Whether it’s veganism, lactose intolerance, or other health concerns, there are many reasons your customers might not want to consume cow’s milk. In fact, consumption of cow’s milk has dropped dramatically since 1970, and dairy alternatives are quickly becoming one of the hottest food trends to watch out for in 2019. Many non-dairy milk substitutes offer the creaminess of cow’s milk in a plant-based alternative, but before you stock your coffee shop, bakery, or restaurant, you’ll want to make sure you know the difference between these dairy alternatives.
Almond milk is one of the most popular milk substitutes. It’s made by blending almonds with water and then removing the solids from the mixture with a strainer. While almond milk has a similar texture to milk, it doesn’t naturally pack quite the same nutritional punch. That said, many brands of almond milk enrich their product with added Vitamin D, calcium, and protein to regain some of the health benefits.
Soy milk has been widely available for years, and like almond milk, soy milk provides the creaminess you need for a latte or a bowl of cereal. Unlike almond milk, soy milk naturally provides a similar amount of protein as cow’s milk, as well as providing antioxidants that can reduce inflammation.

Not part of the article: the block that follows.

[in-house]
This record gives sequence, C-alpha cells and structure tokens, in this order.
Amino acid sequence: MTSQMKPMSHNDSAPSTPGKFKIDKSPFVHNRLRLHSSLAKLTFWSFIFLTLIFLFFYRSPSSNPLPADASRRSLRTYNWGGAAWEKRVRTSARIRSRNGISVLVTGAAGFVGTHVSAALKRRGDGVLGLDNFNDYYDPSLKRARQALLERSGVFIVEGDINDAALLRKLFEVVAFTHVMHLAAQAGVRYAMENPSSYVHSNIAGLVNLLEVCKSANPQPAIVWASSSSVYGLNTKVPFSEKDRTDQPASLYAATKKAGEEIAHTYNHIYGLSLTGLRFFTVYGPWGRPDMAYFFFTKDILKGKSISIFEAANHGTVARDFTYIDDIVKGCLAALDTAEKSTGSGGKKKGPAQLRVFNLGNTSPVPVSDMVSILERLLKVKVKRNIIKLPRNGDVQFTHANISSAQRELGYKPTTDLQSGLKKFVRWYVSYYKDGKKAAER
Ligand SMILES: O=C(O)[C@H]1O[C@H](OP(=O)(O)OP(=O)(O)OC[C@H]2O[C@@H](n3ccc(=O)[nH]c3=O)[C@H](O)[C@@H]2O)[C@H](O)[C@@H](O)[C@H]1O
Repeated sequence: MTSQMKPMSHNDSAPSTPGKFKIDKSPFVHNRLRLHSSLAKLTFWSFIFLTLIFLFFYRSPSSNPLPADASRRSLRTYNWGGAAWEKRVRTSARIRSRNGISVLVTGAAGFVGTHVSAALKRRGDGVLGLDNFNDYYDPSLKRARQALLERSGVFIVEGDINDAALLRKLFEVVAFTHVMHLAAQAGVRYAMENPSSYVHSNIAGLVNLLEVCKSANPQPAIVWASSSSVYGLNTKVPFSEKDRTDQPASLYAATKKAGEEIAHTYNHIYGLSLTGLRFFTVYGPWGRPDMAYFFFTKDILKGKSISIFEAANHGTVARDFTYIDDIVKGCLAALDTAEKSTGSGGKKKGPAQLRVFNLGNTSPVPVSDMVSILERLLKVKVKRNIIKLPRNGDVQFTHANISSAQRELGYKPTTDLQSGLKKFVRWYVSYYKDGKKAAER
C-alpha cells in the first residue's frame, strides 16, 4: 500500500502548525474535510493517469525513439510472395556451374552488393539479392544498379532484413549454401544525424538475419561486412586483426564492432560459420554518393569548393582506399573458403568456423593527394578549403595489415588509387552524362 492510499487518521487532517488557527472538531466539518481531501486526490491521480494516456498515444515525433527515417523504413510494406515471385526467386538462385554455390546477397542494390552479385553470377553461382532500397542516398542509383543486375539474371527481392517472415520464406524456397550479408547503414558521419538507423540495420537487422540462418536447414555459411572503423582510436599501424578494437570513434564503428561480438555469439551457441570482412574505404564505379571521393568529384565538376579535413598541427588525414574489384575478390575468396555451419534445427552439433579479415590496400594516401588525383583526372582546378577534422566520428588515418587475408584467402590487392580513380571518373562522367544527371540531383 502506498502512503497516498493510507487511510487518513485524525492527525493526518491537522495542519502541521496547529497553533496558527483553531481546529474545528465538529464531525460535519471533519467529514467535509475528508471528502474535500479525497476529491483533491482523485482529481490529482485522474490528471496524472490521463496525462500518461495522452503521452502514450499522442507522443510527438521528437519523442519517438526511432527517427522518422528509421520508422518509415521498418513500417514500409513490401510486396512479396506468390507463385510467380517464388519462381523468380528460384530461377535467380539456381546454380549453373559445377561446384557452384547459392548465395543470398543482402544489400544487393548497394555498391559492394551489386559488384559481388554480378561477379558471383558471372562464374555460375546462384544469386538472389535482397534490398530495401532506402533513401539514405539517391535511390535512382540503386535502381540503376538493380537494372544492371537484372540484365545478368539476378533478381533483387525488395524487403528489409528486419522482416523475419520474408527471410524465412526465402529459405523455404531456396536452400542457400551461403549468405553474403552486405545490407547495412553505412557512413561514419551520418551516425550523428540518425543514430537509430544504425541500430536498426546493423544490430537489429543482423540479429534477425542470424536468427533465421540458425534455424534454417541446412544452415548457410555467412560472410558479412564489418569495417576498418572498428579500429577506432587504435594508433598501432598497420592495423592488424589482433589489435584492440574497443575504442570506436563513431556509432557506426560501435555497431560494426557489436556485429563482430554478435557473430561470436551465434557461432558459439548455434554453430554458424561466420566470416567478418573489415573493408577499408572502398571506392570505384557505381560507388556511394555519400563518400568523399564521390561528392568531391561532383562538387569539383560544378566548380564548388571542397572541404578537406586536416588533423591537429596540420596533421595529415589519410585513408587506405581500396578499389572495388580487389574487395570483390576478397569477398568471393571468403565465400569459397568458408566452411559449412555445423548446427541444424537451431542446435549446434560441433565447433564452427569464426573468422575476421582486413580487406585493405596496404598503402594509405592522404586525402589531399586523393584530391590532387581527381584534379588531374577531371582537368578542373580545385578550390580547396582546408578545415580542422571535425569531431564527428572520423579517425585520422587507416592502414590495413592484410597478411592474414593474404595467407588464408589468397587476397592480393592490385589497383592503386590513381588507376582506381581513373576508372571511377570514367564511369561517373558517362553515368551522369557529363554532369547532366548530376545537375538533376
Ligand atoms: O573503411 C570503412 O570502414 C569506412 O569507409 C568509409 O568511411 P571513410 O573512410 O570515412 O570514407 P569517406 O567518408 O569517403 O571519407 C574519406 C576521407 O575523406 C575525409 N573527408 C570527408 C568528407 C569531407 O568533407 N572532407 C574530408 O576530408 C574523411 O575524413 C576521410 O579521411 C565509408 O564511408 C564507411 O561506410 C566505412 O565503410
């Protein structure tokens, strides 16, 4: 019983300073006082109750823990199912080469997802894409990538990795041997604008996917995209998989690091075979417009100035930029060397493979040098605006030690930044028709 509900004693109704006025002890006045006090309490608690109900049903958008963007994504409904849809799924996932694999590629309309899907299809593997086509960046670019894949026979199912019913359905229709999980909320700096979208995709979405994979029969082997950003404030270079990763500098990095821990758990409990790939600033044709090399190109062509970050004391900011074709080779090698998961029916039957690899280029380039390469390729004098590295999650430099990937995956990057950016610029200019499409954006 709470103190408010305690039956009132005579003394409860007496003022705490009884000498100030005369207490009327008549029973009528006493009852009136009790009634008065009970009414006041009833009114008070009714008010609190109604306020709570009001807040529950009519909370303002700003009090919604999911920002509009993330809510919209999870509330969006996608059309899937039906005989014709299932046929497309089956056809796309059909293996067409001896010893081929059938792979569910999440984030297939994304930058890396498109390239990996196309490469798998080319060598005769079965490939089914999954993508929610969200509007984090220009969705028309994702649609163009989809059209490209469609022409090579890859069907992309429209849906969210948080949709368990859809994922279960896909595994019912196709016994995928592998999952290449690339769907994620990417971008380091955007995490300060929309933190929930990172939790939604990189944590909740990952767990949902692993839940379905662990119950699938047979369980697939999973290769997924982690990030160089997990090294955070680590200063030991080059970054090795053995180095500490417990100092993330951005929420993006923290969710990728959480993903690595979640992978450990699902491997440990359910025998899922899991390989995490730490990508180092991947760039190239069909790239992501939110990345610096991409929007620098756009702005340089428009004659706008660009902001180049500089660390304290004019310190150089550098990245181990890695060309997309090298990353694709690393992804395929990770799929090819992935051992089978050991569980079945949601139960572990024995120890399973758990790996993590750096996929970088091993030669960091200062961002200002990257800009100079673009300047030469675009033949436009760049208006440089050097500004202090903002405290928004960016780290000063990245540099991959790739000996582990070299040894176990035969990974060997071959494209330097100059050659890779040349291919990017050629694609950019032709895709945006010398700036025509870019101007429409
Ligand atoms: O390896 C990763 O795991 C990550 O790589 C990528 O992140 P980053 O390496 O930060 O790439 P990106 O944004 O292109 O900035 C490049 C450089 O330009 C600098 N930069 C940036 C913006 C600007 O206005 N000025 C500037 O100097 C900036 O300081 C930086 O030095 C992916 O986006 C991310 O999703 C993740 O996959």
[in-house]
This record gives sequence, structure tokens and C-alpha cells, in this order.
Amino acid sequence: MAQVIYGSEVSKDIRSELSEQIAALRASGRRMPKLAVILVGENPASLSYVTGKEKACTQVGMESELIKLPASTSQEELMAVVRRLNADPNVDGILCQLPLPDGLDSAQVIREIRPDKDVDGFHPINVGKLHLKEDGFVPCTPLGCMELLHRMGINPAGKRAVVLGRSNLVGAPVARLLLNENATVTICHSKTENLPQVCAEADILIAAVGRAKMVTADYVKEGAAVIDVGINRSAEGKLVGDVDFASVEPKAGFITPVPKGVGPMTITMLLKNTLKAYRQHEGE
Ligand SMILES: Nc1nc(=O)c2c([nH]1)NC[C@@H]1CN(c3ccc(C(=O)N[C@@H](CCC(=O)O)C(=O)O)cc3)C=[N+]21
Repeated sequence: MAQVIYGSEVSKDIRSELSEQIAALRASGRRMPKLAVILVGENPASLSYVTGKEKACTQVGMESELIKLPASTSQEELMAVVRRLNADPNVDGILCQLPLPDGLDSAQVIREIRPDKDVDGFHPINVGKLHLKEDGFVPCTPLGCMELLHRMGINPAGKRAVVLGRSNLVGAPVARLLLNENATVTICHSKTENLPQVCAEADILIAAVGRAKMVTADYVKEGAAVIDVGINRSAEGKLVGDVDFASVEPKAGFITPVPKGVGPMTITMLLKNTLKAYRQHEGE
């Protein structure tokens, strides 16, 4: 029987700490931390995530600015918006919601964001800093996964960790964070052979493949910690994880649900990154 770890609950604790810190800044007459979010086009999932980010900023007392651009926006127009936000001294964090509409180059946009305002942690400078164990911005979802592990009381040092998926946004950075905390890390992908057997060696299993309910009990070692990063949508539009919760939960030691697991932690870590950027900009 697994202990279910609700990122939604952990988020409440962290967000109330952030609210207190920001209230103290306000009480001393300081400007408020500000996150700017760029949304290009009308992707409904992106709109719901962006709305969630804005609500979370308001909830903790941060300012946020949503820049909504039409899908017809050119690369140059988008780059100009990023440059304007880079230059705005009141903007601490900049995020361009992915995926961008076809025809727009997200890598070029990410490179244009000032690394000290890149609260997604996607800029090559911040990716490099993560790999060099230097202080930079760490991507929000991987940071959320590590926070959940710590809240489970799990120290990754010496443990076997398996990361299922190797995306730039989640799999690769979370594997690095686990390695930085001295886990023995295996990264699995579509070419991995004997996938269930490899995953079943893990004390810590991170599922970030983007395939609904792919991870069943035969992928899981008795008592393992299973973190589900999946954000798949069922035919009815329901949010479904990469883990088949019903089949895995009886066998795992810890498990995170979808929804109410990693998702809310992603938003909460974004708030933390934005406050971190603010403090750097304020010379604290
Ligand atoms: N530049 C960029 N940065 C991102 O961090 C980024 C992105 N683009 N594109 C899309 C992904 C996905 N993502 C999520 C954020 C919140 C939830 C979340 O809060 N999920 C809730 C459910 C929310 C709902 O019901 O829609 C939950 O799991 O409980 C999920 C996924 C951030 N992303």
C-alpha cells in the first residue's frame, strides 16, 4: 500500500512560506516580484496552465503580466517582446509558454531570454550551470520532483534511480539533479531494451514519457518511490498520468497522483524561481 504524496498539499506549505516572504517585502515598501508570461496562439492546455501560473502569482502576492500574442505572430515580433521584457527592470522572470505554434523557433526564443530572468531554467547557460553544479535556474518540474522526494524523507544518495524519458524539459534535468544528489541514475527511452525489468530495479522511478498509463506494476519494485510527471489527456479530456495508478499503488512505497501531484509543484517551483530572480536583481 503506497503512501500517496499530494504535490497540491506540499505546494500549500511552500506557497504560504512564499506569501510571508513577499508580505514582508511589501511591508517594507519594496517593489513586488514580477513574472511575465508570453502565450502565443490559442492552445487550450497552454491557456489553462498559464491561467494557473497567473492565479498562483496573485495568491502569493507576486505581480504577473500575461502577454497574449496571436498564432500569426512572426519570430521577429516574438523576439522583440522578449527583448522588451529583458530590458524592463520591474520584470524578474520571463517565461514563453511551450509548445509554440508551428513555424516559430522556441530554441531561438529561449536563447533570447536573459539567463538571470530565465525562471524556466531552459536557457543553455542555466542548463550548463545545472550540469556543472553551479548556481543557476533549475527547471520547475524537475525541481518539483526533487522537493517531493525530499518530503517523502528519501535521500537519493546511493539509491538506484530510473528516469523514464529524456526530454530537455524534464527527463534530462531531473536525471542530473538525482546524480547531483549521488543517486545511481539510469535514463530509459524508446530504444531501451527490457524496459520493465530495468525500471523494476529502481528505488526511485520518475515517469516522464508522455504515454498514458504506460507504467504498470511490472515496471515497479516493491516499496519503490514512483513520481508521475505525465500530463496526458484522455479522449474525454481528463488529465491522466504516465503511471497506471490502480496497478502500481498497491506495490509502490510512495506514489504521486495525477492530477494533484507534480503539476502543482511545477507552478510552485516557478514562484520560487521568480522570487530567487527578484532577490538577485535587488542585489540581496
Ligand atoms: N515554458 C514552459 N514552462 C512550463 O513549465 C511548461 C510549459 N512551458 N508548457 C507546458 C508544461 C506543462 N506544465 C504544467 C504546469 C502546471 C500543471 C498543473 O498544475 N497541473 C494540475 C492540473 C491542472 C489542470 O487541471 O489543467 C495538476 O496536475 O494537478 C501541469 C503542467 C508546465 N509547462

Coconut milk comes from the white flesh of mature coconuts, and in addition to being used as one of the best non-dairy milk for coffee, it’s also widely used in southeastern Asian cooking. Known for its richness and creaminess, it does tend to have a strong flavor that will stand out in recipes, so be sure you’re okay with the taste before using it in cooking.
If you’re looking for vegan milk alternatives, oat milk is becoming increasingly popular across the US. While it has less protein than dairy milk, oat milk has a higher amount of protein and fiber than most other non-dairy milk substitutes. Because it has a thicker consistency and a slightly sweet flavor, people tend to use oat milk in lattes and smoothies, as well as in cooking.
Cashew milk is most similar to almond milk, though it does tend to be sweeter, creamier, and less nutty. While it’s certainly gaining in popularity, cashew milk tends to be pricier than almond milk, so it hasn’t quite hit the same level of acclaim.
Pea milk might not have the immediate appeal of other non-dairy milk substitutes, but it’s dairy-, soy-, nut-, and gluten-free, which makes it a great option for people with allergies, and it’s full of vitamins and nutrients. Like dairy milk, pea milk is a great source of protein and calcium, and it tends to be creamy and rich, making it work well in coffee and smoothies, as well as oatmeal and cereals.